Accompanied by the New York Classical Players under the baton of the South Korean conductor Dongmin Kim, the American cellist Alice Yoo performs Joseph Haydn's Cello Concerto No.2 in D major. The concert was recorded at Church of the Heavenly Rest, New York City, on February 19, 2017.
Dating from 1783, this Concerto not only brilliantly exploits the resources of the cello, using double-stops, octaves, and high-register passagework, but also rewards the listener with music of extraordinary beauty and elegance. Perhaps composed for Anton Kraft, the principal cellist at the Esterházy court during the 1780s, the Concerto was even regarded as Kraft's work. However, the discovery, in 1951, of Haydn's autograph finally settled the issue of authorship.
A more relaxed work than Haydn's effervescent C major Cello Concerto, which was composed in the early 1760s, this Concerto starts with a long, rich orchestral exposition, in which the principal themes of the first movement (Allegro moderato) are presented. The first theme introduces a mood of delightful repose which is slightly modified, but not interrupted, by the pleasing chromaticism of the second theme. When the soloist reiterates the first theme, adding beautiful, and technically demanding, ornamentation, the listener is able to enjoy the balanced, mellifluous interplay between the soloist and the orchestral accompaniment. Haydn's ritornellos are lengthy, particularly the second one, but critics who bemoan the length of this movement seem to ignore the sheer esthetic pleasure that Haydn's music, in concise or elaborate form, provides. While the development section imposes a variety of technical demands on the cellist, whose left hand literally races up and down the fingerboard, this part of the movement contains many passages of enchanting lyricism.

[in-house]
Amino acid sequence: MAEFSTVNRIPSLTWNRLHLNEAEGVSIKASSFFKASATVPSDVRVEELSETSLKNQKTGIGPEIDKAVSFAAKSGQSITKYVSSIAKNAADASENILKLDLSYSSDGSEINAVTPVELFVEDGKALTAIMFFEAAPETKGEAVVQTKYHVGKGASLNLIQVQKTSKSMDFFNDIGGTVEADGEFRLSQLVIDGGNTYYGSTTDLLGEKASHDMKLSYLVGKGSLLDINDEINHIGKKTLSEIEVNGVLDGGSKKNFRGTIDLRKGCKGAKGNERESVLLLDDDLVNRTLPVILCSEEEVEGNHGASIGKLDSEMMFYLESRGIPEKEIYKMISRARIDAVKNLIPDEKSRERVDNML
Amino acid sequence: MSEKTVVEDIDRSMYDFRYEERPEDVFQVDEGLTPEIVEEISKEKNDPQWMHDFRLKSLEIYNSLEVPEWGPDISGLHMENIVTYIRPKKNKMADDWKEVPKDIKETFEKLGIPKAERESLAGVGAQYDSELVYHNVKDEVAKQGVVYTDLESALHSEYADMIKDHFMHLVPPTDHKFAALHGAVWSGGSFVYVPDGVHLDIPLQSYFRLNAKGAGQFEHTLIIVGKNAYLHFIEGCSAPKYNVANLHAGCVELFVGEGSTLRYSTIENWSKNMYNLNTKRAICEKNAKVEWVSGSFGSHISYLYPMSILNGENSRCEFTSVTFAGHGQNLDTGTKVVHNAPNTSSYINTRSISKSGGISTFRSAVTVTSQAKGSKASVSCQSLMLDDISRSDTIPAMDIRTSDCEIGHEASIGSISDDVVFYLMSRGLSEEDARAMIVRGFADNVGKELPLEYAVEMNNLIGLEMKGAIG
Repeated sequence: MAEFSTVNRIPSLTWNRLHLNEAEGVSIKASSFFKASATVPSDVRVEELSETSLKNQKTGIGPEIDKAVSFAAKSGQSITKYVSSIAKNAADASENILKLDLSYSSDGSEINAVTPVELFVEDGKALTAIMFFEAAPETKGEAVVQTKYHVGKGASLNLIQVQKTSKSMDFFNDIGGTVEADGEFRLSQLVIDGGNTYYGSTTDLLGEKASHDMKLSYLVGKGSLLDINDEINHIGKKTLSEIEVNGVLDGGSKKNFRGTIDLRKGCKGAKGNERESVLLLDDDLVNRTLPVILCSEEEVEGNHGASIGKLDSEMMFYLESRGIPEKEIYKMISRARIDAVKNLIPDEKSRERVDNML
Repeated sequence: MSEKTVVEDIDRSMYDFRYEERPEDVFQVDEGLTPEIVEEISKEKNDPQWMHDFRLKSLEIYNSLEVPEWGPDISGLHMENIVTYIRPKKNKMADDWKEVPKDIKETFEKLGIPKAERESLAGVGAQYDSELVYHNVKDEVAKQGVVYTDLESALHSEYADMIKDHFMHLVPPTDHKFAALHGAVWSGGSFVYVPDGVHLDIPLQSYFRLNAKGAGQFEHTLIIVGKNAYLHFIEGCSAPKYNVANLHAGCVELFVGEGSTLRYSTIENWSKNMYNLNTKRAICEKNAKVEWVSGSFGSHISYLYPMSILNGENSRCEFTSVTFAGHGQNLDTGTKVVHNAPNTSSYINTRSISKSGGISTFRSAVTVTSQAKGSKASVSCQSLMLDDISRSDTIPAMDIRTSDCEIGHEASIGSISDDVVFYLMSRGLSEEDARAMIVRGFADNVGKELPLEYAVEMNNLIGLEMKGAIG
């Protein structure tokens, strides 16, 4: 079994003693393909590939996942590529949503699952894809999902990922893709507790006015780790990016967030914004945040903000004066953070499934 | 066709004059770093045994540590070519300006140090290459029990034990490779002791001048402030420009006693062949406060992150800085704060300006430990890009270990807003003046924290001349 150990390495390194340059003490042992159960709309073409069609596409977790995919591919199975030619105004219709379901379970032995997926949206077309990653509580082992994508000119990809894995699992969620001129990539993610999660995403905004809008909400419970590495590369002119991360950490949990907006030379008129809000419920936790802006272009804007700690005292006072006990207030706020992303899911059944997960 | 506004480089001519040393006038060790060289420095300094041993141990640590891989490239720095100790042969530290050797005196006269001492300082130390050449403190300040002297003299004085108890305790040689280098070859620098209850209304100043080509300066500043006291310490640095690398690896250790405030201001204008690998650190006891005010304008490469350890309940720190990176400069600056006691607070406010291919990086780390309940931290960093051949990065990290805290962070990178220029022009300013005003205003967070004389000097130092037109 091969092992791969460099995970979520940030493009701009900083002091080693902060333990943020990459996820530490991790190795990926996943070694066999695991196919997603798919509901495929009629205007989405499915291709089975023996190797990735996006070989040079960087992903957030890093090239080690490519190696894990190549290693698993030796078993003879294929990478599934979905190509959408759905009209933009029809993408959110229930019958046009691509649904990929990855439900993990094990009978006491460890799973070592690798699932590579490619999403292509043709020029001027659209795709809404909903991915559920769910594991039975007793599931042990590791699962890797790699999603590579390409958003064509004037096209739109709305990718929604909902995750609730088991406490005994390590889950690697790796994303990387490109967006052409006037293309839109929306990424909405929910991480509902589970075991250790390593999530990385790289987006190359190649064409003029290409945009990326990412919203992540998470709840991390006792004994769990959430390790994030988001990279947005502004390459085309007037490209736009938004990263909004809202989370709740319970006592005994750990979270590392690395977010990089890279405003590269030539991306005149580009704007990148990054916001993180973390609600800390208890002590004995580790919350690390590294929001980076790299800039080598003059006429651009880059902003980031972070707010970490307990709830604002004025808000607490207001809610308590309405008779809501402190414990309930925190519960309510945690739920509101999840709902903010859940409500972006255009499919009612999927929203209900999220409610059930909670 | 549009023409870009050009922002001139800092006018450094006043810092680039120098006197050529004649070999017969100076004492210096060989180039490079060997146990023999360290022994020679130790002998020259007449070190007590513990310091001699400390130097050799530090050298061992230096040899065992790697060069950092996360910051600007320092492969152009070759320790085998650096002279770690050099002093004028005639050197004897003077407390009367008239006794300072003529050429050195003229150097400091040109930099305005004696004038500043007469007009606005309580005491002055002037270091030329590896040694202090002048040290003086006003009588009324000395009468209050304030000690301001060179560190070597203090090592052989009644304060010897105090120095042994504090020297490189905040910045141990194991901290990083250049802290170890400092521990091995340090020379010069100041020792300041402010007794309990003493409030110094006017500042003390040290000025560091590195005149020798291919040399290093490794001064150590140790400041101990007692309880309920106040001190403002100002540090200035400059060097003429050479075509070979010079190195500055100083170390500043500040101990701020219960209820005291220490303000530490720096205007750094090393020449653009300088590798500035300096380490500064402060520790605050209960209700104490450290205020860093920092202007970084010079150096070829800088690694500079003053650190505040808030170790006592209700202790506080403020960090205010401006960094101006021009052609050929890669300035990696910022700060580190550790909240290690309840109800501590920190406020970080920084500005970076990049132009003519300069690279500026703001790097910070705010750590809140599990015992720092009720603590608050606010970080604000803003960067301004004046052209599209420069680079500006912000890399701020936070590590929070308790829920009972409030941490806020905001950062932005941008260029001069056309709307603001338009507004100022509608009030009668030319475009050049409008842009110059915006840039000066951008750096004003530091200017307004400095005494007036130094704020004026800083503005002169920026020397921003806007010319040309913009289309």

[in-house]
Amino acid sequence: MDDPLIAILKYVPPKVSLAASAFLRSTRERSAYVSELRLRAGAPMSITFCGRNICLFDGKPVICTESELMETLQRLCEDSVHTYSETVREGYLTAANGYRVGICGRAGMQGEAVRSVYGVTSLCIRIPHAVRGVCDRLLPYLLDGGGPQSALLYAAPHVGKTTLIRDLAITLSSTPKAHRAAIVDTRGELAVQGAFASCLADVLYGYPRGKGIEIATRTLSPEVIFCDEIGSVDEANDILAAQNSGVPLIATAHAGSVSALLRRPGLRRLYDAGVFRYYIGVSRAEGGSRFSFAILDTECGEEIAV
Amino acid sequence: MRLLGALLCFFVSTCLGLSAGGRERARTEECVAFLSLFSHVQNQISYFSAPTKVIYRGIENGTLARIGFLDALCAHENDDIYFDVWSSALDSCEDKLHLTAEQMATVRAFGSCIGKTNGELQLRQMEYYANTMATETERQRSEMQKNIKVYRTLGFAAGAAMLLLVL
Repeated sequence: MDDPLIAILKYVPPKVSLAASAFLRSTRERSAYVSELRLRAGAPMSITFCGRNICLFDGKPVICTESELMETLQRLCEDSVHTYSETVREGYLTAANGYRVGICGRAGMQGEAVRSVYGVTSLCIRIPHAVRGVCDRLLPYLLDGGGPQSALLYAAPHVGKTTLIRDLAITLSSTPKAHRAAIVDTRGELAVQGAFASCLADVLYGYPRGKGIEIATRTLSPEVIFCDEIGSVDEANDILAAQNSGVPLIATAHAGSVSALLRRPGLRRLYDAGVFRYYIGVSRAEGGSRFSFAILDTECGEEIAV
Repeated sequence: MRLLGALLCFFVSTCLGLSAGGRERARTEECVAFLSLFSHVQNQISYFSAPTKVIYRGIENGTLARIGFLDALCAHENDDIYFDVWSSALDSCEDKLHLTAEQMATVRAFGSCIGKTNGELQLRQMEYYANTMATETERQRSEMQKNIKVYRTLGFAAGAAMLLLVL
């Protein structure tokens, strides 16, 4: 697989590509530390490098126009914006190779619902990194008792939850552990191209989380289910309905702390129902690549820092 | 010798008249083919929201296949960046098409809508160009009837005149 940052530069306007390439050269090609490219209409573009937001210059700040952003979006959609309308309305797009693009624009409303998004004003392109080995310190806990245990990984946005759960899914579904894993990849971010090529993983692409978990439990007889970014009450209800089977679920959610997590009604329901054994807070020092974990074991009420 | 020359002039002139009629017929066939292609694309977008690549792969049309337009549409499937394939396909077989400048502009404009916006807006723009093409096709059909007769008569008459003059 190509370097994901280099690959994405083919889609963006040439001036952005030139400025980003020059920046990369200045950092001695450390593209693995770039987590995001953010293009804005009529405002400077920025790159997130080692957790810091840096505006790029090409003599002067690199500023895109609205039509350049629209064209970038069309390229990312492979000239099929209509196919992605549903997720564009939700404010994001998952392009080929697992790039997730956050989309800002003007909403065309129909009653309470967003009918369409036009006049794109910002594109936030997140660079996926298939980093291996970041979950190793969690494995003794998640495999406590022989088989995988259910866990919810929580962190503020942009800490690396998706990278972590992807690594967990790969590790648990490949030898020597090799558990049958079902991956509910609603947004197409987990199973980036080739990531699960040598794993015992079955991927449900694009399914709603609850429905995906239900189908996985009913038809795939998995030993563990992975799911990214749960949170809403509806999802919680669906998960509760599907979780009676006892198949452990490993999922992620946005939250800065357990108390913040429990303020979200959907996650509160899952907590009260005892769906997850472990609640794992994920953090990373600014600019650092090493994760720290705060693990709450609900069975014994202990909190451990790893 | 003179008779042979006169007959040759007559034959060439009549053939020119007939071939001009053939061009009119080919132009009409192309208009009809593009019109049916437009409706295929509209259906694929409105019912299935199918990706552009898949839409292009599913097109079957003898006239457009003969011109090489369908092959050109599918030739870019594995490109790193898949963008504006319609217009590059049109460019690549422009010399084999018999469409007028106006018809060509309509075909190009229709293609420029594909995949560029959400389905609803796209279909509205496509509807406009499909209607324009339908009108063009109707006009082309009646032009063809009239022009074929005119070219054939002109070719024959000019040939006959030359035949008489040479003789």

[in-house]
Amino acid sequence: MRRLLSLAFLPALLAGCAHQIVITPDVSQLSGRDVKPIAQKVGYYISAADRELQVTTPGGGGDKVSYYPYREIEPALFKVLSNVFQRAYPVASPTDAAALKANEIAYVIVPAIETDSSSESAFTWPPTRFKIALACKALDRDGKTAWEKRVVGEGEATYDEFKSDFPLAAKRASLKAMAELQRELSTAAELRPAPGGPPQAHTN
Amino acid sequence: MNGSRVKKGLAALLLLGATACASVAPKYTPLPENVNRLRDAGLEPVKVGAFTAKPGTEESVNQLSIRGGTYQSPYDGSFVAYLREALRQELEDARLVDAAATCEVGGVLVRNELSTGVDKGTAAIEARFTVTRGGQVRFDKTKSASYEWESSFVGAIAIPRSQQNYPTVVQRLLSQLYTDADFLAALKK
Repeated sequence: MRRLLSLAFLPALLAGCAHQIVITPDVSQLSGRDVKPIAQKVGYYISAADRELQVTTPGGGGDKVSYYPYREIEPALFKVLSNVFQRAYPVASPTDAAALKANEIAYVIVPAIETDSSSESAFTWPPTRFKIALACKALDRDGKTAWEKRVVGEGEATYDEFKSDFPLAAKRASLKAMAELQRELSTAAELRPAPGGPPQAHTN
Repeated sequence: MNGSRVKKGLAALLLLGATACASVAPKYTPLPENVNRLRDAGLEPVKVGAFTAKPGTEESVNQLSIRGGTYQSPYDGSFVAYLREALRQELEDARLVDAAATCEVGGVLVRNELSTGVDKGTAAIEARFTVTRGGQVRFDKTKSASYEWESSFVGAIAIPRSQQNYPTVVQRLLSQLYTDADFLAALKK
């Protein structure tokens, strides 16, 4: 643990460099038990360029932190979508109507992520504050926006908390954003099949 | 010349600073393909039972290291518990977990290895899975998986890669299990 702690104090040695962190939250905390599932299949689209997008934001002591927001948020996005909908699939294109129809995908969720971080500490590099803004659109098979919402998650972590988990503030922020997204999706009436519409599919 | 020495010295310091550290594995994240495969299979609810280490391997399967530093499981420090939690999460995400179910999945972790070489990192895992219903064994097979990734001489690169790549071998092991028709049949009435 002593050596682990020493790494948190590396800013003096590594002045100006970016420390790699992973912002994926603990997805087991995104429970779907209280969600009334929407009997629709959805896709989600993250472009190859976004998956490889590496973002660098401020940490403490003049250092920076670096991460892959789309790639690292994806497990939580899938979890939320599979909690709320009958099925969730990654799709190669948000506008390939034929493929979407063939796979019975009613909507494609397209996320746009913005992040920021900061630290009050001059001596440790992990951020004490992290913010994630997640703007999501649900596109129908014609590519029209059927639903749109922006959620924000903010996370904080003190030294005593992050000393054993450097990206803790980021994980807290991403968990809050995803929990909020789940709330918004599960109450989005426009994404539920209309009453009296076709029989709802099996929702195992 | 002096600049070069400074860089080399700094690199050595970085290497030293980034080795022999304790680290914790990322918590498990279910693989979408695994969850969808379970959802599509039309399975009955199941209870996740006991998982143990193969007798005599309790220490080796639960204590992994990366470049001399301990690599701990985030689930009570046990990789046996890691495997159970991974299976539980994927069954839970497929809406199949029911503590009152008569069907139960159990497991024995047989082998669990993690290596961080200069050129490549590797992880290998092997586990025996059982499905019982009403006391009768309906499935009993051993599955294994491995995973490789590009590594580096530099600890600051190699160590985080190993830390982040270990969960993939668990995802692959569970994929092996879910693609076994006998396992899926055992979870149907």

In the Adagio, which the soloist opens opens with an expansive, almost dreamy, theme, the feeling of tranquillity is maintained. Yet, as in the first movement, what the composer conveys to the listener is not languor, but a realization that intuitions of wisdom and beauty can, and sometimes must, be savored slowly, even if that offends the impatient listener. Reminiscent of a gentle, unassuming operatic aria, the main theme is presented three times, enabling the soloist to express the main musical idea in different manners. These reiterations of the theme maintain the flow, so to speak, of the musical discourse. Once the orchestra softly restates the opening tune, the cello indulges in a quiet cadenza and leads the orchestra into a brief coda.
The final Allegro is a rondo revolving around a bright pastoral tune of an almost childlike simplicity. The cello moves through the musical landscape with jaunty rhythms and intricate passagework. On its second entrance, the pastoral theme appears in a minor mode, which gives the soloist an opportunity to perform ascending arpeggio-like figurations leading to another cadenza. The main theme regains its sunny nature for a last appearance, which surrounds virtuosic passagework for the cello. However, there is more to this movement than a fanciful blend of pastoral motifs and flashy virtuosity: the technically involved elaborations of the theme reveal musical ideas and feelings of remarkable depth and intensity.